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Archive for singapore

Singapore’s Southern Ridges

By Linda Tancs

Part of the Southern Ridges, Mount Faber Park is one of Singapore’s oldest parks. Its hilltop is covered by a secondary rainforest, a unique green space in this thriving financial capital. You’ll enjoy a panoramic view of the southern part of Singapore and the southern islands from the cable cars heading to Sentosa, Singapore’s island resort. Alternatively, view the terrain from the telescopes at one of the many lookout points that are situated at various sides of the ridge. The Southern Ridges Guided Walk begins at the park, where visitors can learn about its history and natural heritage.

A Super Grove in Singapore

By Linda Tancs

There are trees and then there are “supertrees.” In Singapore, the latter consists of a trunk core made of reinforced concrete wrapped with a steel frame. Planting panels are installed on the trunks for the planting of the living skin. Each canopy, shaped like an inverted umbrella, provides shade during the day and a light and sound show at night. Over 162,900 plants comprising more than 200 species and varieties of bromeliads, orchids, ferns and tropical flowering climbers have been planted on the panels. Towering at 16 stories, these unique trees can be found all around the Gardens by the Bay– 12 at the Supertree Grove and six at the Golden and Silver Gardens. Take in a different view of the Gardens and stroll along the OCBC Skyway, a 419-foot-long walkway at a height of 72 feet connecting two trees at the grove. Admission to the outdoor gardens is free. Tickets can be purchased for the Skyway and conservatories.

Heavenly Bliss in Singapore

By Linda Tancs

Thian Hock Keng (Temple of Heavenly Bliss) is one of the oldest and most important temples in Singapore.  A few things make this place of worship unique.  First, it stands at the location of Singapore’s waterfront before reclamation.  Also, its construction represents an international venture of sorts, with ironwork and tiles from the British Isles and granite from China, among other contributions.  A national monument, this amazing structure was built in traditional southern Chinese architectural style, without nails.

Rollin’ On the River

By Linda Tancs

They say the wheels of progress move slowly. The problem is when they stop moving at all. In Singapore, the city’s observation wheel, the Singapore Flyer, stranded almost 200 tourists riding in its capsules overlooking Marina Bay for six hours last month due to a fire in the control room. This isn’t the first mishap for a giant ferris wheel. The London Eye likewise stranded passengers a while back due to a mechanical fault. The good news is that the error there was fixed in an hour. The Flyer has been closed for evaluation since the incident. Hopefully, it will open again in time for New Year’s celebrations in February. The Singapore Flyer is the world’s largest observation wheel at a whopping 541 feet, followed by the London Eye at 443 feet and Australia’s Southern Star in Melbourne at 393 feet. With a little tweak here or there, let’s say good things come in tall packages.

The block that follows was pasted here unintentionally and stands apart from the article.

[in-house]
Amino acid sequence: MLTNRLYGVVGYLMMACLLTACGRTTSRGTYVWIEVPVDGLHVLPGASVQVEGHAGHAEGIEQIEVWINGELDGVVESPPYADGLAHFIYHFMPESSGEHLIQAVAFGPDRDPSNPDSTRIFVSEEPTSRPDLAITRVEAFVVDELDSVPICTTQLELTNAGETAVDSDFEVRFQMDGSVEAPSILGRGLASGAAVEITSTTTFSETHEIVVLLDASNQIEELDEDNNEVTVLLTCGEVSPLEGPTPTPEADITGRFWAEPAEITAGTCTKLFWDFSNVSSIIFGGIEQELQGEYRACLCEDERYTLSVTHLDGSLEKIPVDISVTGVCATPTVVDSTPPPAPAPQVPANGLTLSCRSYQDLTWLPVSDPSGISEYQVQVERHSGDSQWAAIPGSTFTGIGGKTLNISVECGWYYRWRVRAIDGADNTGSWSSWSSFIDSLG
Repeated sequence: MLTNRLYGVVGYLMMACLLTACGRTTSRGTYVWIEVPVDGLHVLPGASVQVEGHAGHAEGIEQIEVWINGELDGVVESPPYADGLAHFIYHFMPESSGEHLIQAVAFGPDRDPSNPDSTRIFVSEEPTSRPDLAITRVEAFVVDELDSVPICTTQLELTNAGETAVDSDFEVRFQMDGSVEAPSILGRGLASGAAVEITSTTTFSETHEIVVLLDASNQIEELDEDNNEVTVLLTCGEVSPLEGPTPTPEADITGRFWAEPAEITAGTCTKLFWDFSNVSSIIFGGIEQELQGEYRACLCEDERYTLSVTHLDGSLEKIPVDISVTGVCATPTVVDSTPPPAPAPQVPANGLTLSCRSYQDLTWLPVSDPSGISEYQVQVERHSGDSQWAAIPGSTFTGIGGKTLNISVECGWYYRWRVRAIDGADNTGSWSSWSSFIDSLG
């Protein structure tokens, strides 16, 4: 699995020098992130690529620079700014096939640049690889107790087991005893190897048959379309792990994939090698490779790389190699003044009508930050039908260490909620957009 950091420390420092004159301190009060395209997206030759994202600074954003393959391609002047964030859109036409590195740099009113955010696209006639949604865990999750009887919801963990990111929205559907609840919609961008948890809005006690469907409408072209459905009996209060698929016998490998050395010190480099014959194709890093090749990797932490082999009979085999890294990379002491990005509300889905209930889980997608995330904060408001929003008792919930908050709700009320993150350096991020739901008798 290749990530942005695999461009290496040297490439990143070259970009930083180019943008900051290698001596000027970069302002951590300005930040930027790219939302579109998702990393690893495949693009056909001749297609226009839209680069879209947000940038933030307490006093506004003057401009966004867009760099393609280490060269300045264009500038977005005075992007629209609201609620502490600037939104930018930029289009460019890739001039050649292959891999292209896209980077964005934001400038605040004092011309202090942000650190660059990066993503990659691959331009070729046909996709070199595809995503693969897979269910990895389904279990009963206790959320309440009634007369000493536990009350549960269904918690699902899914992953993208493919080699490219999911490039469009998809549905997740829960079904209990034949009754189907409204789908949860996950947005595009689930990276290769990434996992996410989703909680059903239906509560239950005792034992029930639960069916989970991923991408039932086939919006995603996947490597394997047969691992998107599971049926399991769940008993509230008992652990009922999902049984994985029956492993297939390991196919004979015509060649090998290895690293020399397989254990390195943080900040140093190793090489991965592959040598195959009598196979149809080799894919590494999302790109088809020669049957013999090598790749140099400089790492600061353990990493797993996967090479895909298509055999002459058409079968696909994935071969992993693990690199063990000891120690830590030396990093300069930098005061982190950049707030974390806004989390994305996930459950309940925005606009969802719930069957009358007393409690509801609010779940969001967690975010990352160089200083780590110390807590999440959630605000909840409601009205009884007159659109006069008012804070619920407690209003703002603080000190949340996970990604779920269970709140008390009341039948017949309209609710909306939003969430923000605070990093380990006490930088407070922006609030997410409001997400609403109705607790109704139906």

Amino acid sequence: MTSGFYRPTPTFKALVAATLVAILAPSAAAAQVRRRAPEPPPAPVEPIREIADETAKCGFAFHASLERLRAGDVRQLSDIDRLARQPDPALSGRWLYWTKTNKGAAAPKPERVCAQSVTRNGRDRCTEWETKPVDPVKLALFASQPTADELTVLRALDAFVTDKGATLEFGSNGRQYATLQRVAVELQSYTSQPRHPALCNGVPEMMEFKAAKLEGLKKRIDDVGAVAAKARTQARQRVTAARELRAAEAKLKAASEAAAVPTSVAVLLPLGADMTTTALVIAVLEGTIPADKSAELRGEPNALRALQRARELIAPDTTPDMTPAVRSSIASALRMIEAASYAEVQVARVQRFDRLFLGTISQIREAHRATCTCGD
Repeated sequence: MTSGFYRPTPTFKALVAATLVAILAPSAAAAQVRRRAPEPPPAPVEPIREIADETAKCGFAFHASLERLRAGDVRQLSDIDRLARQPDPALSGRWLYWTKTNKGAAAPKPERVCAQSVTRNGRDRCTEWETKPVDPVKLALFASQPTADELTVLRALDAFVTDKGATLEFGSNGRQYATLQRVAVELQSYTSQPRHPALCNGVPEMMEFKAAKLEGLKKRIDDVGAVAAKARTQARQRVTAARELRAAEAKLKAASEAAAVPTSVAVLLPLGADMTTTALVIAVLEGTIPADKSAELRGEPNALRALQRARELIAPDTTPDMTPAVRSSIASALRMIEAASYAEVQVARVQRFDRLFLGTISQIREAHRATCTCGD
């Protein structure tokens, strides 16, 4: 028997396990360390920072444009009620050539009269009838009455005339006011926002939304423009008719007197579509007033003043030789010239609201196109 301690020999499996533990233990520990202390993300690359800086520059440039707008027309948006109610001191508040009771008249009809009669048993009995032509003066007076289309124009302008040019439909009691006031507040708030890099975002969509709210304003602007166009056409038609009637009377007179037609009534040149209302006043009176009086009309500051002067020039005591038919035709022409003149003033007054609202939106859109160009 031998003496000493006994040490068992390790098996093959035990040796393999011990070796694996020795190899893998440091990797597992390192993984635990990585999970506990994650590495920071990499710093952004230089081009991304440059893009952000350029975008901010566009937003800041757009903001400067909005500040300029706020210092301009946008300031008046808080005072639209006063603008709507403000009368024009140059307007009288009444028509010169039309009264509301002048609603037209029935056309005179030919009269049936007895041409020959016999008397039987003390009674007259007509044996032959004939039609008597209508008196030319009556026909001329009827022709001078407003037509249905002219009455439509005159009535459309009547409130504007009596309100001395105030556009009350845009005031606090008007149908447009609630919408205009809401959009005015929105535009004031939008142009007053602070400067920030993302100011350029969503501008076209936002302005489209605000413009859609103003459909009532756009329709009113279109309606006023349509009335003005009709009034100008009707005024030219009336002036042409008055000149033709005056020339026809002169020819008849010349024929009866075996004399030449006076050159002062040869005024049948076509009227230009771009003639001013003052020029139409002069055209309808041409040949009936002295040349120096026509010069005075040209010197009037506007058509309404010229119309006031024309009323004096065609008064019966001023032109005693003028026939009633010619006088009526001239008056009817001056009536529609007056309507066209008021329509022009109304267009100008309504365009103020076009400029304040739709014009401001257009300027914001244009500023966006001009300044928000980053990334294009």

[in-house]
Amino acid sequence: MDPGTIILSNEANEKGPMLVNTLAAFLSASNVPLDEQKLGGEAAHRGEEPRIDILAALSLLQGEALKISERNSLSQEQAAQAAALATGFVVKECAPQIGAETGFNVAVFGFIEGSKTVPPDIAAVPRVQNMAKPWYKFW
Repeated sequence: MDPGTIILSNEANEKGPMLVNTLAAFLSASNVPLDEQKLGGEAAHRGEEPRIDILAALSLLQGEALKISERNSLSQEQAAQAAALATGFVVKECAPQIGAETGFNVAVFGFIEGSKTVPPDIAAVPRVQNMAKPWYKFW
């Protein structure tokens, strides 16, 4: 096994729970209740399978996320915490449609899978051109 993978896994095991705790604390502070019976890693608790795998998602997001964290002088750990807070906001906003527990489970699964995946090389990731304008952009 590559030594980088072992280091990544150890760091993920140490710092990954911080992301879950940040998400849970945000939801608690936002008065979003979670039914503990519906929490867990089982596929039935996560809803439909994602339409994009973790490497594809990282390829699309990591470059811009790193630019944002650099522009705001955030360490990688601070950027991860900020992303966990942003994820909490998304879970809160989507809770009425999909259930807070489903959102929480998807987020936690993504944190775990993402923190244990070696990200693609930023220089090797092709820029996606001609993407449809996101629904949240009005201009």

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By Linda Tancs

In this week’s edition of Travelrific Travel Show, the topic is Singapore.  Although this city-state might resemble an urban jungle with its towering office complexes in the very cosmopolitan financial district, Singapore has its fair share of park-like ambience, too.  Hear about it at

Be One of the First to Fly A380

By Linda Tancs

There’s jumbo–and then there’s superjumbo.  Jets, that is.  A380, the largest passenger airplane in the world,  is set to make its debut courtesy of Singapore Airlines in October.  Starting on August 27, however, you can participate in a charity auction on Ebay sponsored by Singapore Airlines to win a seat on the historic maiden voyage, set to depart on October 25 from Singapore to Sydney.  Return seating the next day will also be up for grabs.  Visit for details.

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